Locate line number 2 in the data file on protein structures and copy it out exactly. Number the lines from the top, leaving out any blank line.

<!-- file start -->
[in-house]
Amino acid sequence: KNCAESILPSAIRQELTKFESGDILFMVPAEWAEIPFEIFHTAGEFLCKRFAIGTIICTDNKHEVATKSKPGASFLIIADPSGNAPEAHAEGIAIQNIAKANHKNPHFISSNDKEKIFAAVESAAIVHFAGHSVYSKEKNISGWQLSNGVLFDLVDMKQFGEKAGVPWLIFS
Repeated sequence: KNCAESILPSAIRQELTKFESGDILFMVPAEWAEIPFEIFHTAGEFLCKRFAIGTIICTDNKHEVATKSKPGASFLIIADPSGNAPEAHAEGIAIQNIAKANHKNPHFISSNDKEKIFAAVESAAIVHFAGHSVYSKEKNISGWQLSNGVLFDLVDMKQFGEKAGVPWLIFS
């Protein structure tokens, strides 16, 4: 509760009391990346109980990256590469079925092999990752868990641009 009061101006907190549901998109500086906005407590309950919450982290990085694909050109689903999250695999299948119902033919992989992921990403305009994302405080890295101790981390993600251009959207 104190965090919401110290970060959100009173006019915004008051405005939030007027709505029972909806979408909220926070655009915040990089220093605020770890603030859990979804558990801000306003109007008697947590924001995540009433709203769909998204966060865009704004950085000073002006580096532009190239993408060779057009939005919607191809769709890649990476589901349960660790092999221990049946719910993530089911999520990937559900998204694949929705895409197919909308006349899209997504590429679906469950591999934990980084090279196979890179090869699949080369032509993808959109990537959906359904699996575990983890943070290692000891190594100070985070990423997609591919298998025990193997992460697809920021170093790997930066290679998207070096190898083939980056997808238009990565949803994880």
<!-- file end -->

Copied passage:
Amino acid sequence: KNCAESILPSAIRQELTKFESGDILFMVPAEWAEIPFEIFHTAGEFLCKRFAIGTIICTDNKHEVATKSKPGASFLIIADPSGNAPEAHAEGIAIQNIAKANHKNPHFISSNDKEKIFAAVESAAIVHFAGHSVYSKEKNISGWQLSNGVLFDLVDMKQFGEKAGVPWLIFS